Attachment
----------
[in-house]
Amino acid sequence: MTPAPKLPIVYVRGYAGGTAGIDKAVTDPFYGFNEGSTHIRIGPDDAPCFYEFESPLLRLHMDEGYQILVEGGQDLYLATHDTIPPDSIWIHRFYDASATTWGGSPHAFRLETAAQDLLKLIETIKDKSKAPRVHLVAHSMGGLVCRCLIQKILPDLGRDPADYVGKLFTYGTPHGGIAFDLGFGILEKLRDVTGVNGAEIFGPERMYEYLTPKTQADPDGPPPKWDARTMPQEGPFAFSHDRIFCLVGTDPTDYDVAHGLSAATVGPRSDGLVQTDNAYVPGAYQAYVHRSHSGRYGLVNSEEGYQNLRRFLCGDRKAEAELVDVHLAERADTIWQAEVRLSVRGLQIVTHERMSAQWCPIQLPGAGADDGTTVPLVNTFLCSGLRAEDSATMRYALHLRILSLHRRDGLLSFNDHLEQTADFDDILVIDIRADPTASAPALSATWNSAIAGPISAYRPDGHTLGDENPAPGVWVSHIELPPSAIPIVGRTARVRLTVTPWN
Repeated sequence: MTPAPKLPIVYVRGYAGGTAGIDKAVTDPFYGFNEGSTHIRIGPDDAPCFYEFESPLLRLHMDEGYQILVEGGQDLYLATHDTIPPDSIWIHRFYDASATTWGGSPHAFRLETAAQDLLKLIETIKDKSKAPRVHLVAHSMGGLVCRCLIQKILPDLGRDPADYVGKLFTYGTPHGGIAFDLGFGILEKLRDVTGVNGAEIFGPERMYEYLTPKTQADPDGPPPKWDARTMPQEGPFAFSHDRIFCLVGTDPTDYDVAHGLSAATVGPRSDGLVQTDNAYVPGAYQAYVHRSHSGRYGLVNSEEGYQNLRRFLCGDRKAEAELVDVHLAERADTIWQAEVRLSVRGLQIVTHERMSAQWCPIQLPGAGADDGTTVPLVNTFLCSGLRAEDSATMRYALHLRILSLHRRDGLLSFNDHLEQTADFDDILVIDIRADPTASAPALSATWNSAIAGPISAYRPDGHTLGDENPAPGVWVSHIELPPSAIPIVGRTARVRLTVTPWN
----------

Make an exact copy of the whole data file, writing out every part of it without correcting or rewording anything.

[in-house]
Amino acid sequence: MTPAPKLPIVYVRGYAGGTAGIDKAVTDPFYGFNEGSTHIRIGPDDAPCFYEFESPLLRLHMDEGYQILVEGGQDLYLATHDTIPPDSIWIHRFYDASATTWGGSPHAFRLETAAQDLLKLIETIKDKSKAPRVHLVAHSMGGLVCRCLIQKILPDLGRDPADYVGKLFTYGTPHGGIAFDLGFGILEKLRDVTGVNGAEIFGPERMYEYLTPKTQADPDGPPPKWDARTMPQEGPFAFSHDRIFCLVGTDPTDYDVAHGLSAATVGPRSDGLVQTDNAYVPGAYQAYVHRSHSGRYGLVNSEEGYQNLRRFLCGDRKAEAELVDVHLAERADTIWQAEVRLSVRGLQIVTHERMSAQWCPIQLPGAGADDGTTVPLVNTFLCSGLRAEDSATMRYALHLRILSLHRRDGLLSFNDHLEQTADFDDILVIDIRADPTASAPALSATWNSAIAGPISAYRPDGHTLGDENPAPGVWVSHIELPPSAIPIVGRTARVRLTVTPWN
Repeated sequence: MTPAPKLPIVYVRGYAGGTAGIDKAVTDPFYGFNEGSTHIRIGPDDAPCFYEFESPLLRLHMDEGYQILVEGGQDLYLATHDTIPPDSIWIHRFYDASATTWGGSPHAFRLETAAQDLLKLIETIKDKSKAPRVHLVAHSMGGLVCRCLIQKILPDLGRDPADYVGKLFTYGTPHGGIAFDLGFGILEKLRDVTGVNGAEIFGPERMYEYLTPKTQADPDGPPPKWDARTMPQEGPFAFSHDRIFCLVGTDPTDYDVAHGLSAATVGPRSDGLVQTDNAYVPGAYQAYVHRSHSGRYGLVNSEEGYQNLRRFLCGDRKAEAELVDVHLAERADTIWQAEVRLSVRGLQIVTHERMSAQWCPIQLPGAGADDGTTVPLVNTFLCSGLRAEDSATMRYALHLRILSLHRRDGLLSFNDHLEQTADFDDILVIDIRADPTASAPALSATWNSAIAGPISAYRPDGHTLGDENPAPGVWVSHIELPPSAIPIVGRTARVRLTVTPWN